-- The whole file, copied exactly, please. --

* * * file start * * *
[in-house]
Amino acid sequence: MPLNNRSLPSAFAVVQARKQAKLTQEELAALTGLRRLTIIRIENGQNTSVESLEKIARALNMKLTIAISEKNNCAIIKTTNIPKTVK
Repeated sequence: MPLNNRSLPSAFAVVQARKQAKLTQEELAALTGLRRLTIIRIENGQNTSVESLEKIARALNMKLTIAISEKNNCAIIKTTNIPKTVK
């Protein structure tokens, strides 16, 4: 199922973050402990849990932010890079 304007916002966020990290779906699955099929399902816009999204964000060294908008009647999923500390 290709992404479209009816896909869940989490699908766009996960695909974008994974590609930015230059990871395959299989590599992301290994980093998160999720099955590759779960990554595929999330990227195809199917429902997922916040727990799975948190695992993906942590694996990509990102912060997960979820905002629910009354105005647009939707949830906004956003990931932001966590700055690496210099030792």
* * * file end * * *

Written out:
[in-house]
Amino acid sequence: MPLNNRSLPSAFAVVQARKQAKLTQEELAALTGLRRLTIIRIENGQNTSVESLEKIARALNMKLTIAISEKNNCAIIKTTNIPKTVK
Repeated sequence: MPLNNRSLPSAFAVVQARKQAKLTQEELAALTGLRRLTIIRIENGQNTSVESLEKIARALNMKLTIAISEKNNCAIIKTTNIPKTVK
């Protein structure tokens, strides 16, 4: 199922973050402990849990932010890079 304007916002966020990290779906699955099929399902816009999204964000060294908008009647999923500390 290709992404479209009816896909869940989490699908766009996960695909974008994974590609930015230059990871395959299989590599992301290994980093998160999720099955590759779960990554595929999330990227195809199917429902997922916040727990799975948190695992993906942590694996990509990102912060997960979820905002629910009354105005647009939707949830906004956003990931932001966590700055690496210099030792």